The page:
Henri Ford said: “The two most important things do not appear on the balance sheet of the company: its reputation and its men”. Alas, he was right. And yet, at a time when you are renegotiating your marketing budgets for the coming year and in a general context of rationalization of spending, the financial profitability of marketing actions is more relevant than ever. And this well before their added value on the reputation of the company and its brand image …

With an all-round presence on LinkedIn, Twitter, Facebook, advertisers now want to have concrete (and financial) evidence of the financial ROI of social networks. Realistic or illusory?

Training & Co'm

Financial ROI: the biggest marketing challenge

Social networks or not, financial ROI has long been the biggest marketing challenge. According to a Terradata study, “the three most complex challenges facing marketing departments to respond to the pressure on their services are: contributing to increased turnover, measuring the success of marketing activities and validating marketing effectiveness by applying ROI measures. A trend confirmed recently in the latest Hubspot State of Inbound Marketing 2015 study: proving the profitability of its actions is the number 1 challenge for the marketing profession, for 22% of marketing professionals.

And therein lies the difficulty regarding social media. The “likes”, “followers”, “shares”, if they have an undeniable effect on the reputation of a company (this is one of the primary purposes of these networks), often appear as insufficient metrics to evaluate a contribution financial in terms of sales generated for example. The nature of the link to the brand expressed by a “like” is unclear. How does all this translate into turnover? This question was until now often evaded.

What tools to prove the financial ROI of social networks?

However, there are tools or techniques to prove the financial ROI of social networks.

Choose an integrated marketing and CRM tool

Inbound marketing all-in-one software includes both a marketing platform and a CRM platform. They certainly allow you to analyze the impact of your efforts on social networks (clicks, like, share, etc.), but above all they allow you to individually monitor the interactions you have with your prospects through these channels. At the same time, you can follow the evolution of each of them, their level of interest in your content, from a simple expression of interest on a social network (downloading one of your content posted on a social network. for example) to an actual sale.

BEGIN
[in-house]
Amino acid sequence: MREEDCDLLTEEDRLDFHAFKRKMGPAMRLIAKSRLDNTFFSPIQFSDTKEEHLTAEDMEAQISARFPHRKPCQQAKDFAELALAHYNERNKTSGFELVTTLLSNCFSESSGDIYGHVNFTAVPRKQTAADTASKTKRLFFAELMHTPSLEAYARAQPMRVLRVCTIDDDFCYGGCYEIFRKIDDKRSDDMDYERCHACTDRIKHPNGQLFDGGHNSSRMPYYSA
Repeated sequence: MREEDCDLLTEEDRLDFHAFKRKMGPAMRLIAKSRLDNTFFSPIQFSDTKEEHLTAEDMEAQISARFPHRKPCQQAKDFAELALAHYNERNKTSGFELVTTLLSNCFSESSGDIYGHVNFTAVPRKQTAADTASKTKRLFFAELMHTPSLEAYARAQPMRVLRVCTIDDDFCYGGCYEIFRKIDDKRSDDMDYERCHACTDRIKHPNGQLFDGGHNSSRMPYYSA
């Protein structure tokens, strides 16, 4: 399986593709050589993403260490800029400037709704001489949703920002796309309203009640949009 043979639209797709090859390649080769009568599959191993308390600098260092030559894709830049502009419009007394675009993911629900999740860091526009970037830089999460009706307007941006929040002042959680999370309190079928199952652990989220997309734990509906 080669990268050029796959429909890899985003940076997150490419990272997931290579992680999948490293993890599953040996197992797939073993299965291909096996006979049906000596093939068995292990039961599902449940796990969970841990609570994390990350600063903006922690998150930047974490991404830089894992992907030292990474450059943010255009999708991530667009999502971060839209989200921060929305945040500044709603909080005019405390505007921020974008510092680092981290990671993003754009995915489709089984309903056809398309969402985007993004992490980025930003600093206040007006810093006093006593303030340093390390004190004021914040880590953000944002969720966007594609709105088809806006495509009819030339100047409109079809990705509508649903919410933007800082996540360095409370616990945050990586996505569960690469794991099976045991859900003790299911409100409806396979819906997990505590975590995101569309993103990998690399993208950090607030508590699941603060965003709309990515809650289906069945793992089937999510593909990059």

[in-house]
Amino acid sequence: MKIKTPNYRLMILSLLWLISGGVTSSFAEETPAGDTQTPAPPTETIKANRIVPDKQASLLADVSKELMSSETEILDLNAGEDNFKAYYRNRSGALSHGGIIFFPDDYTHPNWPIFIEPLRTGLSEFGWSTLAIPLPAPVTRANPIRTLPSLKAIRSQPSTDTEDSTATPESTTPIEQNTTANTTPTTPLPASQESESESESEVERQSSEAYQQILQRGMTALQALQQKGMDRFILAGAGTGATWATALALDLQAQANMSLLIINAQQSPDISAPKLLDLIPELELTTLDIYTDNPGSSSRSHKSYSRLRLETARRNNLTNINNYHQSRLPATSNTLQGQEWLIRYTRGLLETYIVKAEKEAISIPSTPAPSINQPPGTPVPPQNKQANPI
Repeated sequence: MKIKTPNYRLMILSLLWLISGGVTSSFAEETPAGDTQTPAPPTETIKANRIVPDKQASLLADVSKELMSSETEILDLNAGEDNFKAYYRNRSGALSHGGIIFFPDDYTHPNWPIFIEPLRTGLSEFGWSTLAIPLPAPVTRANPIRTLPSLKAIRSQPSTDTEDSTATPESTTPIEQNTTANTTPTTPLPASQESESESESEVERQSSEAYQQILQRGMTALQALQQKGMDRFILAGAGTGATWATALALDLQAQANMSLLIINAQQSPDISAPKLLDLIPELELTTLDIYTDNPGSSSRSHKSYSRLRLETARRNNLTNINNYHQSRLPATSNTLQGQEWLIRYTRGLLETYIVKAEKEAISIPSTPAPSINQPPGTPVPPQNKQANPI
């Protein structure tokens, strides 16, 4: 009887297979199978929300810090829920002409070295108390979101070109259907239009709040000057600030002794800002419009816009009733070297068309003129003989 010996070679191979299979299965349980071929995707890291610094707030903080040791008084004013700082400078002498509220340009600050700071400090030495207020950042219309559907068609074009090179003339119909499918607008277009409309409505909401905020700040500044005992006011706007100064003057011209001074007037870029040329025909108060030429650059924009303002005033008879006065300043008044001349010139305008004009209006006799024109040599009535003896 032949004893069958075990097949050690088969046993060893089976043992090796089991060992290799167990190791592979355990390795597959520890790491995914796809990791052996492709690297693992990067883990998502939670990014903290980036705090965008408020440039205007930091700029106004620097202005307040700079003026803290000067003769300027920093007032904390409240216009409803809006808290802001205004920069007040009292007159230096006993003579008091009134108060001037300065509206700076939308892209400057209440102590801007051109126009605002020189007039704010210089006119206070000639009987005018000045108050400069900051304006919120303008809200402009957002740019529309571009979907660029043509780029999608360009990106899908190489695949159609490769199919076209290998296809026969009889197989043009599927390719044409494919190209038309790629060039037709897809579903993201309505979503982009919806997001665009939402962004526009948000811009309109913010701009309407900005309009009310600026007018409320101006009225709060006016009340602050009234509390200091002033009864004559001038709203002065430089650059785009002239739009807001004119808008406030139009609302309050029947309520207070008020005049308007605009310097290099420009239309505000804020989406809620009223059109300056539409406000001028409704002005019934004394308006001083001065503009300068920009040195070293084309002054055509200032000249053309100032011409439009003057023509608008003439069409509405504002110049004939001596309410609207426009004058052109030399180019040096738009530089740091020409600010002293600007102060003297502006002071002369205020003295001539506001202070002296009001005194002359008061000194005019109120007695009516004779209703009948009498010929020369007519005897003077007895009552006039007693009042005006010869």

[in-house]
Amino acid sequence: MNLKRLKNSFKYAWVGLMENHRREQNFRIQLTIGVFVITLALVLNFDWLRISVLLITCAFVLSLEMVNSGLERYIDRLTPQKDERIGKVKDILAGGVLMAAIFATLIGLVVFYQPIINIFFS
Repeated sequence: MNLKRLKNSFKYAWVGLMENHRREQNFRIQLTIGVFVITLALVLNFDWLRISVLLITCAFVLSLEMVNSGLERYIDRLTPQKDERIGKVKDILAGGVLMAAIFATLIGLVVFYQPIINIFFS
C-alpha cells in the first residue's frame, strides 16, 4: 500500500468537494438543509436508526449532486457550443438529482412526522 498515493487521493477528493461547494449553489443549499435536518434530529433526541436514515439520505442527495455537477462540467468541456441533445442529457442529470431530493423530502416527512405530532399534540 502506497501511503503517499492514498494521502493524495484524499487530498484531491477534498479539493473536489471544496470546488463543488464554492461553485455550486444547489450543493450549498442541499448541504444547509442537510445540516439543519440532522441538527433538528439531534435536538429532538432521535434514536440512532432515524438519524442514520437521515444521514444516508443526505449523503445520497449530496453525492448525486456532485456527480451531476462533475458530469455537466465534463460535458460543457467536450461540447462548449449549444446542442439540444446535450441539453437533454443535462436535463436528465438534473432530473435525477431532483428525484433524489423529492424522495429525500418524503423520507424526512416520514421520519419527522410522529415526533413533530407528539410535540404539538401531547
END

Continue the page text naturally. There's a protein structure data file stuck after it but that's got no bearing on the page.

At a global steering level, you are able to identify through which channels you were able to hook up your prospects and which networks were the most generative of leads, commercial opportunities and ultimately business. This gives you a fine level of analysis and can clearly identify how much the networks are earning for you. Hubspot is one of these integrated platforms.

Connect analysis tools to your CRM

There are multiple analytics software on the market (like the uberVU tool, for example) that can help determine which social networks are causing the most clicks and traffic. By connecting these tools to Google Analytics and other Social CRM software, you will also be able to understand how these efforts translate into visits to your business site, sales leads for salespeople or even sales.

Apply B2C techniques like couponing

More used in B2B, the dissemination of exclusive promotional offers on its social accounts is also a way to demonstrate the turnover achieved. Couponing is a good way to individualize an offer and find out who is behind a nickname. Social networks are however weak supports for digital coupons and their influence has less weight than that of search engines, coupon sites or emails.

What about the other metrics?

If it becomes possible to identify precisely the financial ROI of social networks, of course do not forget the other metrics. Beyond the financial aspect, the Forester cabinet distinguishes three other dimensions when talking about ROI on social networks:

  • Risk management : How well is the company better prepared to handle a crisis, a news story, a bad buzz or an attack that could affect its reputation?
  • Digital notoriety : have actions helped strengthen the brand’s presence on the Internet? Has it gained new digital assets (community)?
  • Attachment to the brand : Has consumer attitude towards the brand improved? Has the product / service preference increased?

More concretely, the associated metrics are as follows:

  • Visibility : number of impressions, views;
  • Recommendation : number of shares, virality rate, Net Promoter Score ;
  • Level of engagement : Pages viewed per visit, length of visit, number of likes, votes, comments, engagement rate.
  • Tone : positive, neutral, negative mentions.